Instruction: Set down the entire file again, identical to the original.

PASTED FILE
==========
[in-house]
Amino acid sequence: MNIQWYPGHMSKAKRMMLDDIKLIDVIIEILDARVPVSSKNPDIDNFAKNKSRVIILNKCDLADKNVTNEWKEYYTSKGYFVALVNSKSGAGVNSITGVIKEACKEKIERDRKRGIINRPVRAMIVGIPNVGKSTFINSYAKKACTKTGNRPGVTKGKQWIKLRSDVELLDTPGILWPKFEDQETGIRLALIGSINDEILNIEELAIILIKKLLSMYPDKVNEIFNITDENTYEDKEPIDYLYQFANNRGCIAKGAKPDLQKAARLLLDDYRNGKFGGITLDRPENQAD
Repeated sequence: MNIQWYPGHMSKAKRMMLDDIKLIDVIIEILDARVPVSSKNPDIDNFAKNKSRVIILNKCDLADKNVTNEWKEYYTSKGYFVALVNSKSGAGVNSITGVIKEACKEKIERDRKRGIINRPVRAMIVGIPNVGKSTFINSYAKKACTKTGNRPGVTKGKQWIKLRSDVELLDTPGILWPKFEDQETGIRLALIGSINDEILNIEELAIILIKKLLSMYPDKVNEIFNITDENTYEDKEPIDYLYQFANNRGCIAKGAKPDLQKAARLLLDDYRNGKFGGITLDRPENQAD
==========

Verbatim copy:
[in-house]
Amino acid sequence: MNIQWYPGHMSKAKRMMLDDIKLIDVIIEILDARVPVSSKNPDIDNFAKNKSRVIILNKCDLADKNVTNEWKEYYTSKGYFVALVNSKSGAGVNSITGVIKEACKEKIERDRKRGIINRPVRAMIVGIPNVGKSTFINSYAKKACTKTGNRPGVTKGKQWIKLRSDVELLDTPGILWPKFEDQETGIRLALIGSINDEILNIEELAIILIKKLLSMYPDKVNEIFNITDENTYEDKEPIDYLYQFANNRGCIAKGAKPDLQKAARLLLDDYRNGKFGGITLDRPENQAD
Repeated sequence: MNIQWYPGHMSKAKRMMLDDIKLIDVIIEILDARVPVSSKNPDIDNFAKNKSRVIILNKCDLADKNVTNEWKEYYTSKGYFVALVNSKSGAGVNSITGVIKEACKEKIERDRKRGIINRPVRAMIVGIPNVGKSTFINSYAKKACTKTGNRPGVTKGKQWIKLRSDVELLDTPGILWPKFEDQETGIRLALIGSINDEILNIEELAIILIKKLLSMYPDKVNEIFNITDENTYEDKEPIDYLYQFANNRGCIAKGAKPDLQKAARLLLDDYRNGKFGGITLDRPENQAD